Higher Anti-Cytomegalovirus Immunoglobulin G Concentrations Are Associated With Worse Neurocognitive Performance During Suppressive Antiretroviral Therapy.
Published Web Locationhttps://doi.org/10.1093/cid/ciy170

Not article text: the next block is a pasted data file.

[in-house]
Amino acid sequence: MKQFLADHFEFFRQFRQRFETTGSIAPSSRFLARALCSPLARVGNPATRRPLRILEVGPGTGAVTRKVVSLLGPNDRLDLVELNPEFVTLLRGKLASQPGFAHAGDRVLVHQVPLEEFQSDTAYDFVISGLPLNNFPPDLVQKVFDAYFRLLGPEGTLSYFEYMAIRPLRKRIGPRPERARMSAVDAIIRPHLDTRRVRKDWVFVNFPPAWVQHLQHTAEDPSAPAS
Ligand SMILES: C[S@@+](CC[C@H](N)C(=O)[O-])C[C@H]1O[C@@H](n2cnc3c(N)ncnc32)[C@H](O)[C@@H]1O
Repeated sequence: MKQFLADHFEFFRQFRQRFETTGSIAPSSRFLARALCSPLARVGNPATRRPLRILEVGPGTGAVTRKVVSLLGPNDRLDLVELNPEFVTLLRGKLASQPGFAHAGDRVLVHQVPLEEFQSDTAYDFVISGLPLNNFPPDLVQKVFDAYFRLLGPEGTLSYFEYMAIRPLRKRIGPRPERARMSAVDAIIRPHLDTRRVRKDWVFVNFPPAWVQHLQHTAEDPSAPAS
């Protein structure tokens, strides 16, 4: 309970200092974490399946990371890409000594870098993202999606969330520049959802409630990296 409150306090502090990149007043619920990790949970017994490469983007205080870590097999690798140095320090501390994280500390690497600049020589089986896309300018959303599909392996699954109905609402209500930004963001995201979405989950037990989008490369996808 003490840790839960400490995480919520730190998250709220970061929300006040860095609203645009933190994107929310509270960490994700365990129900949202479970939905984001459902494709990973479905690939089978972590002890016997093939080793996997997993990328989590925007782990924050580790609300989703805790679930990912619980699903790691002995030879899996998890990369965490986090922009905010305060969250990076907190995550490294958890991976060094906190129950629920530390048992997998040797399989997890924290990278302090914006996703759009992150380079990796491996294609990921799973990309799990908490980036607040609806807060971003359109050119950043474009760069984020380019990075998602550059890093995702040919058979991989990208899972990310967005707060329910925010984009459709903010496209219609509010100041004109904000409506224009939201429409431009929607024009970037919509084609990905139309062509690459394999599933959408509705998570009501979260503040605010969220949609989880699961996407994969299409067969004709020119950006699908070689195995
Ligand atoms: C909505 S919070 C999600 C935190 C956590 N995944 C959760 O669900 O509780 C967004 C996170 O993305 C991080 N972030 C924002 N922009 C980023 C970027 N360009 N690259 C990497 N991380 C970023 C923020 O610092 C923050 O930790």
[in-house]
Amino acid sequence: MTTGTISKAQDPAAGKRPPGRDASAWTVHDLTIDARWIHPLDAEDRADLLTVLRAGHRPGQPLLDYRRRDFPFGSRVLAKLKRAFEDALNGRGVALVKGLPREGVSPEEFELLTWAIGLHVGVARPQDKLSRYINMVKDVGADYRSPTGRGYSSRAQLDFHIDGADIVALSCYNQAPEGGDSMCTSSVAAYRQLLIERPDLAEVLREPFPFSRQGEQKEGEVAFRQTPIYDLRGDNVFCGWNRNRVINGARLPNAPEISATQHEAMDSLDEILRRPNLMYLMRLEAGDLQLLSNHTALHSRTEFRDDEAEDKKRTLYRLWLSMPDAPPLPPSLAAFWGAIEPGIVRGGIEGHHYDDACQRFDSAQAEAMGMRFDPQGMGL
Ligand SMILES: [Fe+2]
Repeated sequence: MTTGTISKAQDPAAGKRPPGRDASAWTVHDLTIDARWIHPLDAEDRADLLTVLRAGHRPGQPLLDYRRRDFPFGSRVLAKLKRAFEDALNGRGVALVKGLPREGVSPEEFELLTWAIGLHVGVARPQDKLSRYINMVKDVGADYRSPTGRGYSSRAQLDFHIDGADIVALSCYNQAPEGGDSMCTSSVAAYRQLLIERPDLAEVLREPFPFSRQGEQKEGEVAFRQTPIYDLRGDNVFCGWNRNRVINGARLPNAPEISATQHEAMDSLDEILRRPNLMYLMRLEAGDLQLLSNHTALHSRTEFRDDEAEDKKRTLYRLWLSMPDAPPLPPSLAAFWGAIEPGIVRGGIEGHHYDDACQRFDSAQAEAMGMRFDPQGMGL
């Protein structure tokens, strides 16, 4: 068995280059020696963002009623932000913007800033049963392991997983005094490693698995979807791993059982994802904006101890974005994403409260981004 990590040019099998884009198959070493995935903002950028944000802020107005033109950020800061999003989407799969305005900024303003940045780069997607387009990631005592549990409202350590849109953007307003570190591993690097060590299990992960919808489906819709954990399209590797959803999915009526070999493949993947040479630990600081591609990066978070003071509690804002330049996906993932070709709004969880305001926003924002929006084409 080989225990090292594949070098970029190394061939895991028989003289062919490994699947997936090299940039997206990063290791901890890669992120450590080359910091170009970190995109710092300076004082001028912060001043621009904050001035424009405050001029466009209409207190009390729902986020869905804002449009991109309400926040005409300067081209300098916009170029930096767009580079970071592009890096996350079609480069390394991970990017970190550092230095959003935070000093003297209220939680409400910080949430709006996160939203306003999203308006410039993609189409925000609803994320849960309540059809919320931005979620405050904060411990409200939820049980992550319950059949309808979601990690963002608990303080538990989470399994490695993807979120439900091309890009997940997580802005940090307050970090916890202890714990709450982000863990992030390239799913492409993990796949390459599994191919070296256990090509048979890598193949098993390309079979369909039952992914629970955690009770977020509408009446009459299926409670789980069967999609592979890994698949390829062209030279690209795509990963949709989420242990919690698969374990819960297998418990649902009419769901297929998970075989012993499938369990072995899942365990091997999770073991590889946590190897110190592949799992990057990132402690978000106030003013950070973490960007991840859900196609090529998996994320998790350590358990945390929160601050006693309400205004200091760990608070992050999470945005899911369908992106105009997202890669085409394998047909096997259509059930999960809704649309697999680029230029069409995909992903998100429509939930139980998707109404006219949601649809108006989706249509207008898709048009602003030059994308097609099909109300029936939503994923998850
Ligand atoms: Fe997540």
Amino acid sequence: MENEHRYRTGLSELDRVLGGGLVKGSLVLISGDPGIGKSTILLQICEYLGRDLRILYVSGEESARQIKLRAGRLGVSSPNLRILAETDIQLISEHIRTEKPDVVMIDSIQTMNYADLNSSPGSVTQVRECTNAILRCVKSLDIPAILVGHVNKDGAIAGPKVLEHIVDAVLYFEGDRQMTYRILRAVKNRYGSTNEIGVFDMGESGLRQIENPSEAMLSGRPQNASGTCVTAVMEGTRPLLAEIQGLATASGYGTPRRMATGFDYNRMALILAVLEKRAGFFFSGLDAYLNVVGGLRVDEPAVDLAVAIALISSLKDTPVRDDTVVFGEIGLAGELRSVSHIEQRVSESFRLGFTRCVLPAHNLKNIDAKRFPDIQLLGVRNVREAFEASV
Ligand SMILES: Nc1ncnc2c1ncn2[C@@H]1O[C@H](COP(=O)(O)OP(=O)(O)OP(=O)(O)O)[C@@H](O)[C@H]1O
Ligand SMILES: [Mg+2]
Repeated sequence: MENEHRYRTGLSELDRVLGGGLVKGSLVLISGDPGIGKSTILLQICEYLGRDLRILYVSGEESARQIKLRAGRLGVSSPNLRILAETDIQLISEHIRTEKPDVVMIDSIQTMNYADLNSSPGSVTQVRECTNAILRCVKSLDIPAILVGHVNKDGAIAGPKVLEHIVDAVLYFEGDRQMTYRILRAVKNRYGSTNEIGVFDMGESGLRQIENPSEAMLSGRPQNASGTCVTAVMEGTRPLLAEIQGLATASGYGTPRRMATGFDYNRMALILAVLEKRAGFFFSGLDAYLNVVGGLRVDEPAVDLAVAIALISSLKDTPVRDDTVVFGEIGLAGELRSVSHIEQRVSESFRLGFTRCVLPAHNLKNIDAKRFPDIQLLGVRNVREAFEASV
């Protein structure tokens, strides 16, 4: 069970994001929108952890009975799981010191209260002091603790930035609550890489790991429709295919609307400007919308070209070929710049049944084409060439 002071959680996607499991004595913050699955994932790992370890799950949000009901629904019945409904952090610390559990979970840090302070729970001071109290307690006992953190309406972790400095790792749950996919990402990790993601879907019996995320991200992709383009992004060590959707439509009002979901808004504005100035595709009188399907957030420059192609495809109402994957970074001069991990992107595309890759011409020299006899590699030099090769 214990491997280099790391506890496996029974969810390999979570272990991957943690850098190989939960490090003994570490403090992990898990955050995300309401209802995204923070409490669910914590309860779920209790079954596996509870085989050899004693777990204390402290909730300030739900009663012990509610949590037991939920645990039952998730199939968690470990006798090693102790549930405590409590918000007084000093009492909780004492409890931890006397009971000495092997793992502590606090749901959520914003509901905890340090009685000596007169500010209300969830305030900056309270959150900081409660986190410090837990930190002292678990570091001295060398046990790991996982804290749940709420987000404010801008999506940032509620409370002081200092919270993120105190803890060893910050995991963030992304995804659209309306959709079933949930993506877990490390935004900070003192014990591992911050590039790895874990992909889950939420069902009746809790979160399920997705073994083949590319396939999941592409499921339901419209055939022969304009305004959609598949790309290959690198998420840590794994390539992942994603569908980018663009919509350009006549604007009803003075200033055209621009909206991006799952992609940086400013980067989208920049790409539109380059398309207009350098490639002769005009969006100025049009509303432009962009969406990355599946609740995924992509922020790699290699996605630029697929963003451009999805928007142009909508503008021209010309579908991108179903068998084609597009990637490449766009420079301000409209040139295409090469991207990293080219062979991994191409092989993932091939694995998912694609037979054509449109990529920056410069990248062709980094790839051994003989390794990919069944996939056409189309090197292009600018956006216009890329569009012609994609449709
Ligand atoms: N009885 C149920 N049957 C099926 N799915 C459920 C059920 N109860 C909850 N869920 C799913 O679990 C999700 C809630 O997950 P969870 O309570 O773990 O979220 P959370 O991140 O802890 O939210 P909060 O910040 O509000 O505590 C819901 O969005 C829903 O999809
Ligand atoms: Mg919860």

Background:Cytomegalovirus (CMV) has been linked to higher risk of cardiovascular disease and mortality. We aimed to determine if CMV is associated with neurocognitive performance in adults infected with human immunodeficiency virus (HIV). Methods:In this cross-sectional analysis, anti-CMV immunoglobulin G (IgG) concentrations in blood and CMV DNA copies in blood and cerebrospinal fluid (CSF) were measured in stored specimens of 80 HIV-infected adults who were previously assessed with a comprehensive neurocognitive test battery. Thirty-eight were taking suppressive antiretroviral therapy (ART) and 42 were not taking ART. A panel of 7 soluble biomarkers was measured by immunoassay in CSF. Results:Anti-CMV IgG concentrations ranged from 5.2 to 46.1 IU/mL. CMV DNA was detected in 7 (8.8%) plasma specimens but in no CSF specimens. Higher anti-CMV IgG levels were associated with older age (P = .0017), lower nadir CD4+ T-cell count (P < .001), AIDS (P < .001), and higher soluble CD163 (P = .009). Higher anti-CMV IgG levels trended toward an association with worse neurocognitive performance overall (P = .059). This correlation was only present in those taking suppressive ART (P = .0049). Worse neurocognitive performance remained associated with higher anti-CMV IgG levels after accounting for other covariates in multivariate models (model P = .0038). Detectable plasma CMV DNA was associated with AIDS (P = .05) but not with neurocognitive performance. Conclusions:CMV may influence neurocognitive performance in HIV-infected adults taking suppressive ART. Future clinical trials of anti-CMV therapy should help to determine whether the observed relationships are causal.